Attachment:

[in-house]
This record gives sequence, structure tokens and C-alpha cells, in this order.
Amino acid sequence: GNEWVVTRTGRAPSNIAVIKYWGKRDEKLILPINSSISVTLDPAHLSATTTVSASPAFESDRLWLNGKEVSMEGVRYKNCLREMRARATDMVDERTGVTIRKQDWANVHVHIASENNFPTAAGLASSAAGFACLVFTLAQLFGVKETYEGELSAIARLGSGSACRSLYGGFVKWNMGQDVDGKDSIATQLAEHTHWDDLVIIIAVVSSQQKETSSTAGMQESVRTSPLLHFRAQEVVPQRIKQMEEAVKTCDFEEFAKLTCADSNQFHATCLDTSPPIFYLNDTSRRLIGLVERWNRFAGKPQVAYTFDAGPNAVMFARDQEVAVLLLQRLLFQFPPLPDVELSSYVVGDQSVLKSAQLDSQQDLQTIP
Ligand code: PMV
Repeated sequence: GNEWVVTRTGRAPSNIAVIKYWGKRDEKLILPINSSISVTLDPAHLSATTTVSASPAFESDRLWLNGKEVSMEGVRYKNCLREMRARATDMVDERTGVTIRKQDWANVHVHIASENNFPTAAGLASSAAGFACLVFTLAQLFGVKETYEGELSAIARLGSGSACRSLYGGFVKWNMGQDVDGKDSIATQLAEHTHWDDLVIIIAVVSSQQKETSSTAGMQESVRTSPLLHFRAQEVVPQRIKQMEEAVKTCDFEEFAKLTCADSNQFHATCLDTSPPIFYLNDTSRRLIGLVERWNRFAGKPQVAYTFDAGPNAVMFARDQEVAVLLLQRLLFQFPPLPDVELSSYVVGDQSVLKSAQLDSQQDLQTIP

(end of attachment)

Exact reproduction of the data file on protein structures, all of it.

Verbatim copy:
[in-house]
This record gives sequence, structure tokens and C-alpha cells, in this order.
Amino acid sequence: GNEWVVTRTGRAPSNIAVIKYWGKRDEKLILPINSSISVTLDPAHLSATTTVSASPAFESDRLWLNGKEVSMEGVRYKNCLREMRARATDMVDERTGVTIRKQDWANVHVHIASENNFPTAAGLASSAAGFACLVFTLAQLFGVKETYEGELSAIARLGSGSACRSLYGGFVKWNMGQDVDGKDSIATQLAEHTHWDDLVIIIAVVSSQQKETSSTAGMQESVRTSPLLHFRAQEVVPQRIKQMEEAVKTCDFEEFAKLTCADSNQFHATCLDTSPPIFYLNDTSRRLIGLVERWNRFAGKPQVAYTFDAGPNAVMFARDQEVAVLLLQRLLFQFPPLPDVELSSYVVGDQSVLKSAQLDSQQDLQTIP
Ligand code: PMV
Repeated sequence: GNEWVVTRTGRAPSNIAVIKYWGKRDEKLILPINSSISVTLDPAHLSATTTVSASPAFESDRLWLNGKEVSMEGVRYKNCLREMRARATDMVDERTGVTIRKQDWANVHVHIASENNFPTAAGLASSAAGFACLVFTLAQLFGVKETYEGELSAIARLGSGSACRSLYGGFVKWNMGQDVDGKDSIATQLAEHTHWDDLVIIIAVVSSQQKETSSTAGMQESVRTSPLLHFRAQEVVPQRIKQMEEAVKTCDFEEFAKLTCADSNQFHATCLDTSPPIFYLNDTSRRLIGLVERWNRFAGKPQVAYTFDAGPNAVMFARDQEVAVLLLQRLLFQFPPLPDVELSSYVVGDQSVLKSAQLDSQQDLQTIP